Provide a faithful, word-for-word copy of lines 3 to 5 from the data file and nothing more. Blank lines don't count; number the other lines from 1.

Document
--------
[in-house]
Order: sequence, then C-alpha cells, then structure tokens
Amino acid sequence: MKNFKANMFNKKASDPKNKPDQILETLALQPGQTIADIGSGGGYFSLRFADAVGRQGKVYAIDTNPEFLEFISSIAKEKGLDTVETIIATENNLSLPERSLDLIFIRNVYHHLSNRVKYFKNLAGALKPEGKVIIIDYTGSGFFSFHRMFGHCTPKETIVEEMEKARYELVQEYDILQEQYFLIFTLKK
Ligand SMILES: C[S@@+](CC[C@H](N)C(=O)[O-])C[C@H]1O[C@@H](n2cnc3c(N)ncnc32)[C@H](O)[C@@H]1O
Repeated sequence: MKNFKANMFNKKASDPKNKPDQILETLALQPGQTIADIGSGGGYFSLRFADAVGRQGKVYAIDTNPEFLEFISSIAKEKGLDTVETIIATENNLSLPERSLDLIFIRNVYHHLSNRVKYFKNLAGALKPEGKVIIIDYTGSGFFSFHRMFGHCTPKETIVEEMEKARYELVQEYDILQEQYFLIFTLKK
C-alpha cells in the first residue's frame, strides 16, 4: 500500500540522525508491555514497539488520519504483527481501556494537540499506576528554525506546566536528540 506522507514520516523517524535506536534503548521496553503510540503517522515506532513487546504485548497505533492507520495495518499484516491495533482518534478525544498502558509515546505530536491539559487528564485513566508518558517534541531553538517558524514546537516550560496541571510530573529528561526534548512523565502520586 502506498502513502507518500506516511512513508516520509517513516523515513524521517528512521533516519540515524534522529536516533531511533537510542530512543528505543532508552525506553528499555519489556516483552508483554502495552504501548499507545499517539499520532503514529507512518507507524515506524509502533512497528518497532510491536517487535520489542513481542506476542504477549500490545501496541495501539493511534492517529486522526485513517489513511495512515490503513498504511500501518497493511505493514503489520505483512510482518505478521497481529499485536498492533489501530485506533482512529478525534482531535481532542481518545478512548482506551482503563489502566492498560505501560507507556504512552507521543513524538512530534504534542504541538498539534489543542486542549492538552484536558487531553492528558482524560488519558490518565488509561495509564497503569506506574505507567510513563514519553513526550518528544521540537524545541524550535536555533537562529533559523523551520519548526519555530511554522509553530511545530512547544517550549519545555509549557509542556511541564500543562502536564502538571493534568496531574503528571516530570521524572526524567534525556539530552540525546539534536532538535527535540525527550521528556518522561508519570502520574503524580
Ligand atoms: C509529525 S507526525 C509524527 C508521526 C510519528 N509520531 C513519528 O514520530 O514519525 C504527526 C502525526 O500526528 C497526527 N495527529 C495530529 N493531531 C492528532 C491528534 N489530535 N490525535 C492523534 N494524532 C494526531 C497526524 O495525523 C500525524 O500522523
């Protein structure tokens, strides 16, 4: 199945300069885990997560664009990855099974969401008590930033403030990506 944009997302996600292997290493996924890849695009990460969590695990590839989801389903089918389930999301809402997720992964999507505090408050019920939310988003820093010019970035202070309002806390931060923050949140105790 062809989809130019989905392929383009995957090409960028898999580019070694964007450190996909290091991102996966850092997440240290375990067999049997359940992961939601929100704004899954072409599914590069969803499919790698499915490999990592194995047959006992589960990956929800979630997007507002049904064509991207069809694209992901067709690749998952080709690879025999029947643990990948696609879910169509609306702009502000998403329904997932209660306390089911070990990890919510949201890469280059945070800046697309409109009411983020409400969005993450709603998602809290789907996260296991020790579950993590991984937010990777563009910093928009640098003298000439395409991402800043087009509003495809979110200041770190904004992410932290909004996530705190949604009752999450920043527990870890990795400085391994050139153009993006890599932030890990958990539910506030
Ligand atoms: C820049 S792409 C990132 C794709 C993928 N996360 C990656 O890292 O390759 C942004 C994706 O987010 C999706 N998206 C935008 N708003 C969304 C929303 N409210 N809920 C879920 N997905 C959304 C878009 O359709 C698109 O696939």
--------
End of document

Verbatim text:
Amino acid sequence: MKNFKANMFNKKASDPKNKPDQILETLALQPGQTIADIGSGGGYFSLRFADAVGRQGKVYAIDTNPEFLEFISSIAKEKGLDTVETIIATENNLSLPERSLDLIFIRNVYHHLSNRVKYFKNLAGALKPEGKVIIIDYTGSGFFSFHRMFGHCTPKETIVEEMEKARYELVQEYDILQEQYFLIFTLKK
Ligand SMILES: C[S@@+](CC[C@H](N)C(=O)[O-])C[C@H]1O[C@@H](n2cnc3c(N)ncnc32)[C@H](O)[C@@H]1O
Repeated sequence: MKNFKANMFNKKASDPKNKPDQILETLALQPGQTIADIGSGGGYFSLRFADAVGRQGKVYAIDTNPEFLEFISSIAKEKGLDTVETIIATENNLSLPERSLDLIFIRNVYHHLSNRVKYFKNLAGALKPEGKVIIIDYTGSGFFSFHRMFGHCTPKETIVEEMEKARYELVQEYDILQEQYFLIFTLKK